But, I just wanted to point out -- to those who are following along -- the sheer number of misstatements which occur on this subject matter every day, in every online scientific forum. Plasma physics is a tricky discipline, and plasmas dramatically diverge from the behavior of gases and condensed matter. Considering that plasma is the universe's preferred state for observable matter, we'd be wise to consider the impact which these misconceptions are having.
HannesAlfven
1.8 / 5 (5) Oct 12, 2012
I'd also like to note how incredible it is to observe how such a speculative press release and paper somehow does not elicit the howls it deserves. Wal Thornhill has gone to great lengths to explain that the only significant difference between asteroids and comets is their orbits: Comets exhibit elliptical orbits, whereas asteroids are on circular orbits. This raises the distinct possibility that the cometary displays exhibited by comets result from an electrical discharge with the Sun's local environment, as laboratory work with plasmas suggests that cosmic plasmas might exhibit sufficient electrical resistance to sustain heliospheric-scale electric fields (After all, what accelerates the solar wind?). When the comet is far away from the Sun, it takes on a different charge density. Thus, as it approaches the Sun, it then discharges. Remnant magnetism could clearly result from this discharge. These views are supported by the observation of two distinct flashes w/ Deep Impact.
Torbjorn_Larsson_OM
5 / 5 (3) Oct 12, 2012
The original dynamo strength is akin to what has been predicted as the initial field strength for the Moon dynamo (~ 1 uT).

In fact, since the Moon formed from impact debris so near Earth and with such a strong field, it has consequences for modeling the atmosphere and its loss on primordial Earth. "Field Wars", as it were. ["Thermal core-mantle coupling in an early lunar dynamo: Implications for a global magnetic field and magnetosphere of the early Moon", Takahashi et al, Geophys. Res. Lttrs, 2009.]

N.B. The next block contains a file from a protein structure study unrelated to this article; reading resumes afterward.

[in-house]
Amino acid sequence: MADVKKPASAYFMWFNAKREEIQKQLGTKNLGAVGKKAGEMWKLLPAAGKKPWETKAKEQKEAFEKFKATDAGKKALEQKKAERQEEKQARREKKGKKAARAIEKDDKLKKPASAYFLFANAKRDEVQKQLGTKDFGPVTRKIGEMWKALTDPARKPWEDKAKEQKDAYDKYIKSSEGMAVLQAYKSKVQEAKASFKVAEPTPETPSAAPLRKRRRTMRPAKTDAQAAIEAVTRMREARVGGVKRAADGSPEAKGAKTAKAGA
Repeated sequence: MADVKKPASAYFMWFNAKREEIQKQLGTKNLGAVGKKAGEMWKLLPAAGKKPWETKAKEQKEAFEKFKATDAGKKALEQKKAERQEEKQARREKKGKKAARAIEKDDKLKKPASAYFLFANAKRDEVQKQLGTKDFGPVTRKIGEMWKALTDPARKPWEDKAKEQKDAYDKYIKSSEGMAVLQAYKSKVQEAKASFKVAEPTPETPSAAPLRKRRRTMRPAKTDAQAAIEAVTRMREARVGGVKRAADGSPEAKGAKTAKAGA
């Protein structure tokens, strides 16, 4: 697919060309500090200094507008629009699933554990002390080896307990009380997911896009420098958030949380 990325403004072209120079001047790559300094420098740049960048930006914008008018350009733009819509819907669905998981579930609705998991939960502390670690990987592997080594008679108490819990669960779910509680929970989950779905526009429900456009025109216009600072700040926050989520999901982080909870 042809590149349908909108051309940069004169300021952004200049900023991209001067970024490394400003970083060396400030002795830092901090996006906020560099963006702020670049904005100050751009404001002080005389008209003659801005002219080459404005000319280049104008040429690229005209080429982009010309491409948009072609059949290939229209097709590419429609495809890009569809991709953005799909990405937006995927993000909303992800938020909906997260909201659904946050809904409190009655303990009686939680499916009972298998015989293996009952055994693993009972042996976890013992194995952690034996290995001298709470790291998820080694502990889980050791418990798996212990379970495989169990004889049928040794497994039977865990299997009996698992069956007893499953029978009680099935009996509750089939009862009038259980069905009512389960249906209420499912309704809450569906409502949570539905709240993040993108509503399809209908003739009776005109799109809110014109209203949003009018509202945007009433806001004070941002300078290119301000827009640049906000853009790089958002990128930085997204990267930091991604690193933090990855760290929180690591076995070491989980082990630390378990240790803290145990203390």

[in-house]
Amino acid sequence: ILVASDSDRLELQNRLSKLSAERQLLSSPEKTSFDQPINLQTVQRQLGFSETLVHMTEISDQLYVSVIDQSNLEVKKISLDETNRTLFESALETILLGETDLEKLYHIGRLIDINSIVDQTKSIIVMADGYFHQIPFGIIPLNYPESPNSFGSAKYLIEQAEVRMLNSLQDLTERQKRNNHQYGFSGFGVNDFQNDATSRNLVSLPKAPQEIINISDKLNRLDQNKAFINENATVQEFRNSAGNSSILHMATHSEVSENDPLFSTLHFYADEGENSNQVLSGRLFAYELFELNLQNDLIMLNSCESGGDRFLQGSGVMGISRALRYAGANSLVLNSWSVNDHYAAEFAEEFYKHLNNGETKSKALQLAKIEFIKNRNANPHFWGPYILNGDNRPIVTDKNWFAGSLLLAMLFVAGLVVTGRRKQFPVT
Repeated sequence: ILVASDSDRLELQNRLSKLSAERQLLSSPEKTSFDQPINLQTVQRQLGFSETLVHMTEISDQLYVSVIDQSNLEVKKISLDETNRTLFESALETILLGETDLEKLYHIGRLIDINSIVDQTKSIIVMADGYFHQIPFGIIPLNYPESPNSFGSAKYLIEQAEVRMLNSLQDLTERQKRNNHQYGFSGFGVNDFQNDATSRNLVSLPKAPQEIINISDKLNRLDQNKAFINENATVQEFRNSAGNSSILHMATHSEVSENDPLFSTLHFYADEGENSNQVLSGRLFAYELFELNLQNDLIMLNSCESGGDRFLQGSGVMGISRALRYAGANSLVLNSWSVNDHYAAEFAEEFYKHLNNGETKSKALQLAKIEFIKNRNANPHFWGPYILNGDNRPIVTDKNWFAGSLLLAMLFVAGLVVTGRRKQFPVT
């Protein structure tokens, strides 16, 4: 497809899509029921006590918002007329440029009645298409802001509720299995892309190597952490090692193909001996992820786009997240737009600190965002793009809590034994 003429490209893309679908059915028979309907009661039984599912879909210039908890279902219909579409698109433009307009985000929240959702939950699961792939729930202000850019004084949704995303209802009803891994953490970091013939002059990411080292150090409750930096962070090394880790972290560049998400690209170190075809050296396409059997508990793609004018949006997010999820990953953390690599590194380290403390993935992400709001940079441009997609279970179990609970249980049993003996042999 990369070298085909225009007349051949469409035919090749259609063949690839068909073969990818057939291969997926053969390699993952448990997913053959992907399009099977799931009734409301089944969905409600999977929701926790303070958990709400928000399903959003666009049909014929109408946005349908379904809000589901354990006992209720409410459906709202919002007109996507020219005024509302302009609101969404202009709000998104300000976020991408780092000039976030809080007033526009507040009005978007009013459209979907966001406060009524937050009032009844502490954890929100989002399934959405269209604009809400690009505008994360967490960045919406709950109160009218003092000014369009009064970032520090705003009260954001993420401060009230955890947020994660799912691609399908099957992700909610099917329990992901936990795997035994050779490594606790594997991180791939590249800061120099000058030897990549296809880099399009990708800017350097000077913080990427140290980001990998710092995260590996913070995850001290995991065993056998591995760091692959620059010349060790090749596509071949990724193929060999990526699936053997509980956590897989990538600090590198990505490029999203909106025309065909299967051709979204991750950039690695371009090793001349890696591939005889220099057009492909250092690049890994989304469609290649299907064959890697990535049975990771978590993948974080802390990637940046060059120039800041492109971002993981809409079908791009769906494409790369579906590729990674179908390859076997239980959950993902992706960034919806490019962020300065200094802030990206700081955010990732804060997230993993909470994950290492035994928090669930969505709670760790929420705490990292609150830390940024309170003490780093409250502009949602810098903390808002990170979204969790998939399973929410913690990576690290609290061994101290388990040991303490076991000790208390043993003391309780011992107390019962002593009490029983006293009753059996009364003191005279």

EU/PC believers shouldn't comment on science. It is hilarious to see. The geodynamo is the remaining fact and theory that has withstood the test of time, precisely as plate tectonics did. It does so by quantitative predictions, something crackpots never manage to make besides their pattern search as we can not yet again.
cantdrive85
1.8 / 5 (5) Oct 12, 2012
The original dynamo strength is akin to what has been predicted as the initial field strength for the Moon dynamo (~ 1 uT).

In fact, since the Moon formed from impact debris so near Earth and with such a strong field, it has consequences for modeling the atmosphere and its loss on primordial Earth. "Field Wars", as it were. ["Thermal core-mantle coupling in an early lunar dynamo: Implications for a global magnetic field and magnetosphere of the early Moon", Takahashi et al, Geophys. Res. Lttrs, 2009.]

EU/PC believers shouldn't comment on science. It is hilarious to see. The geodynamo is the remaining fact and theory that has withstood the test of time, precisely as plate tectonics did. It does so by quantitative predictions, something crackpots never manage to make besides their pattern search as we can not yet again.

Remaining fact? Somebody has seen this phenomenon within Earth's core? Once again, the delusions of the dogmatic dictate what "facts" are.
Allex
5 / 5 (1) Oct 13, 2012
The idea of a magnetic field without the need for electric currents is downright imbecilic.

By this post you have shown you have no idea about the conditions required for a geodynamo to form/exist nor the necessary knowledge of Earth core geophysics to understand on how many levels you are wrong.

Also magnets - how do they work? Cantdrive85 can't explain that $hit.
cantdrive85
1 / 5 (4) Oct 13, 2012
The idea of a magnetic field without the need for electric currents is downright imbecilic.

By this post you have shown you have no idea about the conditions required for a geodynamo to form/exist nor the necessary knowledge of Earth core geophysics to understand on how many levels you are wrong.

Also magnets - how do they work? Cantdrive85 can't explain that $hit.

Here is a peer reviewed paper that explains the folly of ignoring the necessary electric currents/field to create magnetism.

http://www.bentha...OAAJ.pdf